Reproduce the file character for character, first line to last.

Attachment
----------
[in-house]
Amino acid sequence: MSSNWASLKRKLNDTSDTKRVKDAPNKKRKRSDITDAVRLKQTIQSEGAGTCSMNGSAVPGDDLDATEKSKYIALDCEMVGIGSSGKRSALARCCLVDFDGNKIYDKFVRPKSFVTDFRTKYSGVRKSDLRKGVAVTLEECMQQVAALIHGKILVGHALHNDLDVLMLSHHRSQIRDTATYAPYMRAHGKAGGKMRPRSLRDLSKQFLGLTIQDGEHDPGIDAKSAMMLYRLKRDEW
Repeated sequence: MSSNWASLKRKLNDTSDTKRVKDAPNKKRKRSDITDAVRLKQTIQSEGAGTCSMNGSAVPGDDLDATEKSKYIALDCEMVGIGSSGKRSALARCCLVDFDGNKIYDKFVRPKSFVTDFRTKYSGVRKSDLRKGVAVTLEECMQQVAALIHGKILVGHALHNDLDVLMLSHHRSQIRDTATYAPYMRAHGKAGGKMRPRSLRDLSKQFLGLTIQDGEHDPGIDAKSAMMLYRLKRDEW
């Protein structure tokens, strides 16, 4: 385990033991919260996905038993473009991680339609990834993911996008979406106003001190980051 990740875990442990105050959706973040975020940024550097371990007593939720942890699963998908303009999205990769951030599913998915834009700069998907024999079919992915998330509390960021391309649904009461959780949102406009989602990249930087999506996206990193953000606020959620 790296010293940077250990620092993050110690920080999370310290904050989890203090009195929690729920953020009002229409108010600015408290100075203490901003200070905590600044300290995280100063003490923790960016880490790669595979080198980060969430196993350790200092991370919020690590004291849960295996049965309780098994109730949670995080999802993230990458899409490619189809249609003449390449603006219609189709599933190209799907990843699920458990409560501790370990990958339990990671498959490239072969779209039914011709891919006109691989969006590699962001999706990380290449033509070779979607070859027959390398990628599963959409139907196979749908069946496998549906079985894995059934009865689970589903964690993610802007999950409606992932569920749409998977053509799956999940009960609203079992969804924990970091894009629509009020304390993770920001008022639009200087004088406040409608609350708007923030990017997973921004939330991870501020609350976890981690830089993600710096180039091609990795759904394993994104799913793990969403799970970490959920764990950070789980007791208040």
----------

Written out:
[in-house]
Amino acid sequence: MSSNWASLKRKLNDTSDTKRVKDAPNKKRKRSDITDAVRLKQTIQSEGAGTCSMNGSAVPGDDLDATEKSKYIALDCEMVGIGSSGKRSALARCCLVDFDGNKIYDKFVRPKSFVTDFRTKYSGVRKSDLRKGVAVTLEECMQQVAALIHGKILVGHALHNDLDVLMLSHHRSQIRDTATYAPYMRAHGKAGGKMRPRSLRDLSKQFLGLTIQDGEHDPGIDAKSAMMLYRLKRDEW
Repeated sequence: MSSNWASLKRKLNDTSDTKRVKDAPNKKRKRSDITDAVRLKQTIQSEGAGTCSMNGSAVPGDDLDATEKSKYIALDCEMVGIGSSGKRSALARCCLVDFDGNKIYDKFVRPKSFVTDFRTKYSGVRKSDLRKGVAVTLEECMQQVAALIHGKILVGHALHNDLDVLMLSHHRSQIRDTATYAPYMRAHGKAGGKMRPRSLRDLSKQFLGLTIQDGEHDPGIDAKSAMMLYRLKRDEW
């Protein structure tokens, strides 16, 4: 385990033991919260996905038993473009991680339609990834993911996008979406106003001190980051 990740875990442990105050959706973040975020940024550097371990007593939720942890699963998908303009999205990769951030599913998915834009700069998907024999079919992915998330509390960021391309649904009461959780949102406009989602990249930087999506996206990193953000606020959620 790296010293940077250990620092993050110690920080999370310290904050989890203090009195929690729920953020009002229409108010600015408290100075203490901003200070905590600044300290995280100063003490923790960016880490790669595979080198980060969430196993350790200092991370919020690590004291849960295996049965309780098994109730949670995080999802993230990458899409490619189809249609003449390449603006219609189709599933190209799907990843699920458990409560501790370990990958339990990671498959490239072969779209039914011709891919006109691989969006590699962001999706990380290449033509070779979607070859027959390398990628599963959409139907196979749908069946496998549906079985894995059934009865689970589903964690993610802007999950409606992932569920749409998977053509799956999940009960609203079992969804924990970091894009629509009020304390993770920001008022639009200087004088406040409608609350708007923030990017997973921004939330991870501020609350976890981690830089993600710096180039091609990795759904394993994104799913793990969403799970970490959920764990950070789980007791208040």